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Smoking Status and Metabolic Syndrome in the Multi-Ethnic Study of Atherosclerosis. A cross-sectional study

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Current smoking is associated with type 2 diabetes mellitus and impaired glucose tolerance but its association with the metabolic syndrome (metS), particularly with sufficiently sampled African American representation, has not been clearly established. Objective To assess whether a) metS is associated with smoking; b) any increased risk of metS among smokers is independent of body mass index (BMI) compared with non-smokers; c) smoking status is differentially associated with the metS and its components across different ethnic groups. Methods Cross sectional analysis of the Multi-Ethnic Study of Atherosclerosis (MESA) a community population-based sample free of cardiovascular disease. Results Current smokers (N = 769) had higher risk of metS (odds ratio [OR, 95% confidence interval]: 1.4, 1.1-1.7) versus never (reference, N = 2981) and former smokers (1.0, 0.8-1.1, N = 2163) and for metS components: high waist circumference (WC) (OR:1.9, 1.2-2.1), low high density lipoprotein cholesterol (HDL-C) (1.5, 1.3-1.8), elevated plasma triglycerides (TG) (OR:1.4, 1.2-1.7) as well as high C-reactive protein (CRP, an inflammatory marker) concentration (OR: 1.6,1.3-2.0) compared to never and former smokers after adjustment for BMI. A smoking status by ethnicity interaction occurred such that African American current and former smokers had greater likelihood of low HDL-C than White counterparts. Conclusions This study found that smoking is associated with the metS and despite the lower BMI of current smokers the prevalence of low HDL-C, elevated TG and CRP is higher among them than among non-smokers. African Americans generally have higher HDL-C than Whites but smoking wipes out this advantage. Multi-Ethnic Study of Atherosclerosis (MESA) ClinicalTrials.gov Identifier: NCT00005487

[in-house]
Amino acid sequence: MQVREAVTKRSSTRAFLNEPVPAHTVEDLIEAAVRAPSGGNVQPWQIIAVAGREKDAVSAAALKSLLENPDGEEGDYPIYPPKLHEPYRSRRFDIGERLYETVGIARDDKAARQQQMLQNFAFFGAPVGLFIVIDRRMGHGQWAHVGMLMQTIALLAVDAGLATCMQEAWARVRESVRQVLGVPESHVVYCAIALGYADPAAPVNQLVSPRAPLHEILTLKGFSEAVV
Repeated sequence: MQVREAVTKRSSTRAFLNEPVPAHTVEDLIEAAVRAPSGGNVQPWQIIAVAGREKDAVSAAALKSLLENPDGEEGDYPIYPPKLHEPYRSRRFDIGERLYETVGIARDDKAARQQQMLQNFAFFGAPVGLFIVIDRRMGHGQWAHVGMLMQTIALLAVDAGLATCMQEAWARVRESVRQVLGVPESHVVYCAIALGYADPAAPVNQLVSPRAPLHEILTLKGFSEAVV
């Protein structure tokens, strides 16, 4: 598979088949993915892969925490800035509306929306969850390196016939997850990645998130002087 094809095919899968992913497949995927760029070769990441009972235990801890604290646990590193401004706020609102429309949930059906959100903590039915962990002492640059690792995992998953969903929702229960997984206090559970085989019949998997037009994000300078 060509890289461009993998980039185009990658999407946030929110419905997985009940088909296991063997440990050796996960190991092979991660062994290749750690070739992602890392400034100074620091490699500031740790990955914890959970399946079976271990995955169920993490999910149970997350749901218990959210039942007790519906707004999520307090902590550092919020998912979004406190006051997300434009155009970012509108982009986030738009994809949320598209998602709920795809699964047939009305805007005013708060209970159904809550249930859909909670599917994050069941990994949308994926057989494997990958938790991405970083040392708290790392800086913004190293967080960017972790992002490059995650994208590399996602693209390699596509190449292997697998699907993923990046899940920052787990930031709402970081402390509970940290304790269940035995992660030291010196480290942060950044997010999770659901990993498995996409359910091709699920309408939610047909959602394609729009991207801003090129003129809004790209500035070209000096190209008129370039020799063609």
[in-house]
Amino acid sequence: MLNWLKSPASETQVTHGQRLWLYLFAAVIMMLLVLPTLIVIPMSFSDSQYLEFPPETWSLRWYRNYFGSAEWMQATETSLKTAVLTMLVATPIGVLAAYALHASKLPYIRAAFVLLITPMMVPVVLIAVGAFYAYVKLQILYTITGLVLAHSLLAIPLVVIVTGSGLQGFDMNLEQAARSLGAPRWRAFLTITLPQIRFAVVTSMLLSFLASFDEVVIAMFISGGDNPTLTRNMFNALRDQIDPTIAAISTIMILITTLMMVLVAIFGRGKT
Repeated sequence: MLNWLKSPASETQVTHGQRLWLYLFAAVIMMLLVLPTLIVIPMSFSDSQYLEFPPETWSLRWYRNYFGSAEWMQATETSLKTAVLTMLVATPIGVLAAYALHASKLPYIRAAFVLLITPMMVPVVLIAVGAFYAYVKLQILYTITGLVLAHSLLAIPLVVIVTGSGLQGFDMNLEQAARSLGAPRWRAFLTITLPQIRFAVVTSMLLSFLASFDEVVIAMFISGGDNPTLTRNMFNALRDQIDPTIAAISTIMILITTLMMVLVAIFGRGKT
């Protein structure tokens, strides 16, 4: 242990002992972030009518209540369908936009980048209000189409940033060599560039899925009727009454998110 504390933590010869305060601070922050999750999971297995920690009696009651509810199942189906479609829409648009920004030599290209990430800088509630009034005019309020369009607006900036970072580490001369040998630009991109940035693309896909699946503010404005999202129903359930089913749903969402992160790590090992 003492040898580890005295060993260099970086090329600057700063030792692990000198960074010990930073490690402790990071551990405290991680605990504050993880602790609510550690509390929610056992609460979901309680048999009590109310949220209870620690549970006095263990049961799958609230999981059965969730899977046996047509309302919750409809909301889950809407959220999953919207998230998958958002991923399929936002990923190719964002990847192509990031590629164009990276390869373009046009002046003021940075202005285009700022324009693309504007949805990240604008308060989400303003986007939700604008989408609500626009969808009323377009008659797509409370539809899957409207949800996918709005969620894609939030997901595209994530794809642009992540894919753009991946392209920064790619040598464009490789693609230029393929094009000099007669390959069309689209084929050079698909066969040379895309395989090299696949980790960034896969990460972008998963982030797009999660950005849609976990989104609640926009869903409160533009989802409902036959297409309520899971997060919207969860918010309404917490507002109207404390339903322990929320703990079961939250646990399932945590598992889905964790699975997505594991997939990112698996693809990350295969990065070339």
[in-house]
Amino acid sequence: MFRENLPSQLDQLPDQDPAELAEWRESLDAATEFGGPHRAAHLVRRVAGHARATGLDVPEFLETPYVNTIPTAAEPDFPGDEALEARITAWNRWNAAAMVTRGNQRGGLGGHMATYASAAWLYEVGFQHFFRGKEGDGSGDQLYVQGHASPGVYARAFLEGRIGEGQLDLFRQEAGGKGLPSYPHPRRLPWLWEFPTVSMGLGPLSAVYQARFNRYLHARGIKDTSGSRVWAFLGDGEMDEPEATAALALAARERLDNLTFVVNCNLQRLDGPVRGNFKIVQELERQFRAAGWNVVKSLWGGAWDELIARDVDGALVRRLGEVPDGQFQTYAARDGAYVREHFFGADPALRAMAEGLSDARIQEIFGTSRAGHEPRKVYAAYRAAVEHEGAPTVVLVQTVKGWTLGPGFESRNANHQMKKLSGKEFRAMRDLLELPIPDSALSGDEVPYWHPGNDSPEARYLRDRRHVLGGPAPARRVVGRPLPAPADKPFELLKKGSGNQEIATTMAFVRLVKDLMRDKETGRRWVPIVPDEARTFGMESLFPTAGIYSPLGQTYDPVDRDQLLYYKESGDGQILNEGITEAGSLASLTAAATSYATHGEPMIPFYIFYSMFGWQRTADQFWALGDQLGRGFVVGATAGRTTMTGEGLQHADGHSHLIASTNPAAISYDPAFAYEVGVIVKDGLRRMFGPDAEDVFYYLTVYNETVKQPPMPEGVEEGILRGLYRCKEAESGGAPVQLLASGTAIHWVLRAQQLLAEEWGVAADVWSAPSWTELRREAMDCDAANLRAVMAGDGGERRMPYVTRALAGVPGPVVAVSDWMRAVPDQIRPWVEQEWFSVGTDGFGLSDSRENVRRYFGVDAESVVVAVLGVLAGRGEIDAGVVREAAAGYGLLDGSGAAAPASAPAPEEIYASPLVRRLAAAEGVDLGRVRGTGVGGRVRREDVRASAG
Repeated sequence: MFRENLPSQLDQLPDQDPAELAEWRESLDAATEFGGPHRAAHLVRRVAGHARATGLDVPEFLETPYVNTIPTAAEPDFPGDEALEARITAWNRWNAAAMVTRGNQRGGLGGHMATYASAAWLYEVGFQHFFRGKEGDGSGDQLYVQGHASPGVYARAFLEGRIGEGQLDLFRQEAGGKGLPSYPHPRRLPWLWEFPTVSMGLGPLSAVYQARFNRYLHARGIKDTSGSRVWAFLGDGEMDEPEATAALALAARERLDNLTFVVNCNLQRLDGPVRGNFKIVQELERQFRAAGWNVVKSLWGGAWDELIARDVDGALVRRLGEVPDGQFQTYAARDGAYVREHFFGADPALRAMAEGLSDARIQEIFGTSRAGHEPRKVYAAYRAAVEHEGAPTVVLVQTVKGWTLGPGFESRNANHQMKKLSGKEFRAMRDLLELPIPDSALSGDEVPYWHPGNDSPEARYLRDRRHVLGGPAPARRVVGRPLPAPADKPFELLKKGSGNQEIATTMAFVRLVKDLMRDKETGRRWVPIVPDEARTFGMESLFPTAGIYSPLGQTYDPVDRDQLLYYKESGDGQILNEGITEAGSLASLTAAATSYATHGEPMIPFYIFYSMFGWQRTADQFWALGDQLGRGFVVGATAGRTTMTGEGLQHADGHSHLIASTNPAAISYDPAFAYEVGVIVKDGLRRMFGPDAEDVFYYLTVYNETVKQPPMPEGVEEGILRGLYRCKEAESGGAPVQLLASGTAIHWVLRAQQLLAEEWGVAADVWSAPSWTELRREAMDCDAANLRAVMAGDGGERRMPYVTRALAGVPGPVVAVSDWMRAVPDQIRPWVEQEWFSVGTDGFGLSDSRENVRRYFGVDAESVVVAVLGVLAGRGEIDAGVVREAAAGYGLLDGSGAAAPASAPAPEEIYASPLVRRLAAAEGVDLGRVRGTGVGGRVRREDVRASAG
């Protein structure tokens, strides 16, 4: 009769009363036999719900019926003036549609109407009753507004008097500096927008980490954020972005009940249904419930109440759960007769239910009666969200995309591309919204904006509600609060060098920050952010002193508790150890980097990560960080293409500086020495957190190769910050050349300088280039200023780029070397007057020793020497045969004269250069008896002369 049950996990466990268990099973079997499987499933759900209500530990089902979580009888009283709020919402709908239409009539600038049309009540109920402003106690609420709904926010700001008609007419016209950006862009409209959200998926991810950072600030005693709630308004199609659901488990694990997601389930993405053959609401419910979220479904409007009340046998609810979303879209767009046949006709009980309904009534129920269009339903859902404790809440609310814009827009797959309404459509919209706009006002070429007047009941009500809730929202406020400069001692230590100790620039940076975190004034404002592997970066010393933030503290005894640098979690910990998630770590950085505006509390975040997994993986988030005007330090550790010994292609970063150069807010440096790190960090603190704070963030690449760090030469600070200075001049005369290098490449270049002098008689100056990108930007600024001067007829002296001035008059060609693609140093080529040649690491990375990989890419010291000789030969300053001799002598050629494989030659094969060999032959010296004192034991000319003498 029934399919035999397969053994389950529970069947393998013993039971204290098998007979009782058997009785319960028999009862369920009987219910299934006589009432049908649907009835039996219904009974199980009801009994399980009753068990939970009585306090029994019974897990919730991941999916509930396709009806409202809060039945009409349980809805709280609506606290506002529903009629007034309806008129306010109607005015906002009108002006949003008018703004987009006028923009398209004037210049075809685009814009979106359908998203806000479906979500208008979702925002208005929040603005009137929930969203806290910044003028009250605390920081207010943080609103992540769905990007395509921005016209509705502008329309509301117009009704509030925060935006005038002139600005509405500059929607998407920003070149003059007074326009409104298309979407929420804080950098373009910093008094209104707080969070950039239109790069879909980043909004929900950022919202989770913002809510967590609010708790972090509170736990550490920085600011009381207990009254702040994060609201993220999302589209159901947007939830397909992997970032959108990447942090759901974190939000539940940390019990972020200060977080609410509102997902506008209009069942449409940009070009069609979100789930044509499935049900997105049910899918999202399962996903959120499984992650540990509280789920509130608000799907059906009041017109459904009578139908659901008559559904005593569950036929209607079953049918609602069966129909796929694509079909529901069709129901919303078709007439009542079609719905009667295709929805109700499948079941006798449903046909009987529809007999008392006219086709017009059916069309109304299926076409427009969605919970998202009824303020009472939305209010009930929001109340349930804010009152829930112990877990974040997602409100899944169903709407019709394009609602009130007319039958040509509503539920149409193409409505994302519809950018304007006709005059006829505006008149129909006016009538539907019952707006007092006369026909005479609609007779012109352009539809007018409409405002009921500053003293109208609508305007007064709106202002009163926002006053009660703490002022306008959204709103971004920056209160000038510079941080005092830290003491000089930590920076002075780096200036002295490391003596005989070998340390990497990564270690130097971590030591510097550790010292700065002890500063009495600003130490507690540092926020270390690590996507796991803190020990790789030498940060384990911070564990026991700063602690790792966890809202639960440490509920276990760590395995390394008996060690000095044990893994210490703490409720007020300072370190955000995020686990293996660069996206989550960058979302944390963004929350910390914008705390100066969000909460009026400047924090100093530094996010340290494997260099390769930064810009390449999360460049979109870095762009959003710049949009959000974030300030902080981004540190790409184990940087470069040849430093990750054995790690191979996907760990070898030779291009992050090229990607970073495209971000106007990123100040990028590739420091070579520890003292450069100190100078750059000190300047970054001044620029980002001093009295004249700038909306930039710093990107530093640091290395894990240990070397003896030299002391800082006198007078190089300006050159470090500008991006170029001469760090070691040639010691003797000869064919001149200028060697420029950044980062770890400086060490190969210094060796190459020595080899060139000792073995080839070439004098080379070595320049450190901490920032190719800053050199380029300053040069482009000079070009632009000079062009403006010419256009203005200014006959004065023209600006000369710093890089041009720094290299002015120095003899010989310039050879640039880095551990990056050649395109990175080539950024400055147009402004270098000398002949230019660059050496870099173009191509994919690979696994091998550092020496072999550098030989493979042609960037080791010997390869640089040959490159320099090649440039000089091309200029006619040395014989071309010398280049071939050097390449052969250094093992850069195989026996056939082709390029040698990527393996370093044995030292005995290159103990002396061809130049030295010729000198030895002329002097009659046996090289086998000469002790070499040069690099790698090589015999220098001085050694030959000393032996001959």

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Published 01 January 2012
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Language English
Berlinet al. Tobacco Induced Diseases2012,10:9 http://www.tobaccoinduceddiseases.com/content/10/1/9
R E S E A R C HOpen Access Smoking Status and Metabolic Syndrome in the MultiEthnic Study of Atherosclerosis. A crosssectional study 1* 23 4 Ivan Berlin, Susan Lin , Joao A C Limaand Alain Gerald Bertoni